Val Broeksmit, a whistle-blower who used his dead stepfather's passwords to revealDeutsche Bank's role in money-laundering and other dealings with Russia and the Trump Organization, died mysteriously last month in Los Angeles. He was 46 years old.
The body of a man was found in the courtyard of a Los Angeles high school on Monday, April 25. The police found no evidence of trauma or foul play. The cause was not known by the medical examiner.
Mr. Broeksmit was said to have been evicted with his girlfriend from a Los Angeles loft in late March and since then was believed to have been nomadic.
A refugee from Ukraine who was abandoned by his parents when he was 5 and later adopted by his banker stepfather into a life of privilege, Mr. Broeksmit went on to abuse cocaine and opioids, a credit card fraudster and a rock musician without a job.
He wanted to be the center of attention to prove that he mattered.
His bands, the Good Time Charlies and the Bikini Robot Army, never had a hit.
Mr. Enrich wrote that Mr. Broeksmit became an informer because he was a terrible spy.
The opportunity presented itself in January of last year, when his stepbrother, a seniorDeutsche Bank executive, hanged himself in his London flat.
Val Broeksmit gained access to confidential files at the bank after finding passwords to his stepfather's email accounts.
When his father died, Mr. Enrich had an opportunity to make the world pay attention.
According to suicide notes, the elder Mr. Broeksmit was distraught because he had failed to uncover the alleged fraud.
For nearly five years, the younger Mr. Broeksmit teased the F.B.I., congressional investigators and journalists into a hunt for the incriminating needles in a haystack of documents claiming to implicateDeutsche Bank in a run of malfeasance.
Alla and Alexander Cherednichenko were the parents of Valentin Gregory Cherednichenko.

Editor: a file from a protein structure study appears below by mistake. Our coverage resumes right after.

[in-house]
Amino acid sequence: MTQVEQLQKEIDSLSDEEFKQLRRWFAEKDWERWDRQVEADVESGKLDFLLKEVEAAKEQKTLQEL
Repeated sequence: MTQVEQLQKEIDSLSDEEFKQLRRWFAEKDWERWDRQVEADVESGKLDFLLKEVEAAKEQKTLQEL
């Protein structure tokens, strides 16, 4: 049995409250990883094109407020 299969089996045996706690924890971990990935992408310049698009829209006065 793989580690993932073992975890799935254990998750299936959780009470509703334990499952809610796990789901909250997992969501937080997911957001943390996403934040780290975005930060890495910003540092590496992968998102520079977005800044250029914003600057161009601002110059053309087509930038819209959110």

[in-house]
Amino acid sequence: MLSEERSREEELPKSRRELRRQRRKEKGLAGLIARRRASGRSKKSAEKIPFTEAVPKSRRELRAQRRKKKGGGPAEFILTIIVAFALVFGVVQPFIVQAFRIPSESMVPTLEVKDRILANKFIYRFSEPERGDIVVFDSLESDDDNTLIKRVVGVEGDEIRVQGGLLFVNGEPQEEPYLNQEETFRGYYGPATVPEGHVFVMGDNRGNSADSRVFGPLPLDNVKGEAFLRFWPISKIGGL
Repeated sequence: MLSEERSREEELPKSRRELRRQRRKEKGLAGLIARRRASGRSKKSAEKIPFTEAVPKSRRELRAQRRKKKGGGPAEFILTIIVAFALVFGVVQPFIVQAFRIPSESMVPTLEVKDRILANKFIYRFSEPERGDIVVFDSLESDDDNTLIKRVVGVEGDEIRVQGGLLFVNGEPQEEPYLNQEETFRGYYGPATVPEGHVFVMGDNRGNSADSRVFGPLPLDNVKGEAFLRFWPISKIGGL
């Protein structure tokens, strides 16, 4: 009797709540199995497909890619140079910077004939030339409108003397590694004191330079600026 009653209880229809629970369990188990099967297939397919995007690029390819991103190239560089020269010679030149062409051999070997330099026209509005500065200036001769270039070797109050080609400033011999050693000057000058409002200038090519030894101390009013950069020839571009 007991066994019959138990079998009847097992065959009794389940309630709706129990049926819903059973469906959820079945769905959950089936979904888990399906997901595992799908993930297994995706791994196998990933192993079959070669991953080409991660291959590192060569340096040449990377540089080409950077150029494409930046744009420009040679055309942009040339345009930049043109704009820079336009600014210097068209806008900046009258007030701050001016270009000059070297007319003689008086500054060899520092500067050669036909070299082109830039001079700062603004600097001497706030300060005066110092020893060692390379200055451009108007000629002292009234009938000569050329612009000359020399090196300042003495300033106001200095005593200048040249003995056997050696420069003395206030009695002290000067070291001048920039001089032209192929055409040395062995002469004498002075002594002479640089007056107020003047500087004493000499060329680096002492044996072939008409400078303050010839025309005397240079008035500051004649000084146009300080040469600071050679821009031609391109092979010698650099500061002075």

His mother obtained exit visas for the family after graduating from the Moscow College of Agriculture in 1977. Vienna and Rome helped the family emigrate to Chicago in 1979.
By 1982, the couple had separated, father and son were living in a Salvation Army shelter and a juvenile court had consigned 6-year-old Val to foster care after failing to find Alla.
His parents began visiting occasionally after a while. When Val was 9 years old, Alla was granted custody of her and her new husband adopted her. Alla refused to comment on her son's death.
Val was kicked out of the Dublin School in New Hampshire at the age of 13 but he was able to get through the troubled school in northern Idaho and attend Albright College in Reading, Pa., in 1999.
He studied film and television production in New York.
His mother and stepsisters are from his mother's second marriage.
Mr. Broeksmit had been dangling the documents he had found for five years. An article written by Mr. Enrich before he joined The Times caused a drop in the bank's share price by more than $1.
The bank is being investigated. It will pay millions of dollars in fines for violating accounting controls.
Mr. Enrich wrote in The Times that all of the whistle-blowers used secret documents to change.
He said that Mr. Broeksmit wanted to expose corporate wrongdoing and give meaning to his father's death.
His fame was embellished when he gained access to Sony Pictures Entertainment documents through hackers. The documents had been stolen by the group that wanted the studio to pull the film about a plot to assassinate the North Korean leader.
Sony threatened to retaliate, which made Mr. Broeksmit's image as a musician more prominent.
He shared banking files with the Financial Times and Glenn R. Simpson, whose research company was the source of the Steele Dossier of salacious allegations against President Trump.
He befriended the musician, who introduced him to the congressman who is the chairman of the House Intelligence Committee. Mr. Schiff subpoenaed Mr. Broeksmit to turn over his documents.
It's not clear how much confidential bank documents Mr. Broeksmit acquired helped investigators. He was courted by the F.B.I. investigators and was interviewed by the Fox Business channel, but he had achieved his goal of attracting an audience.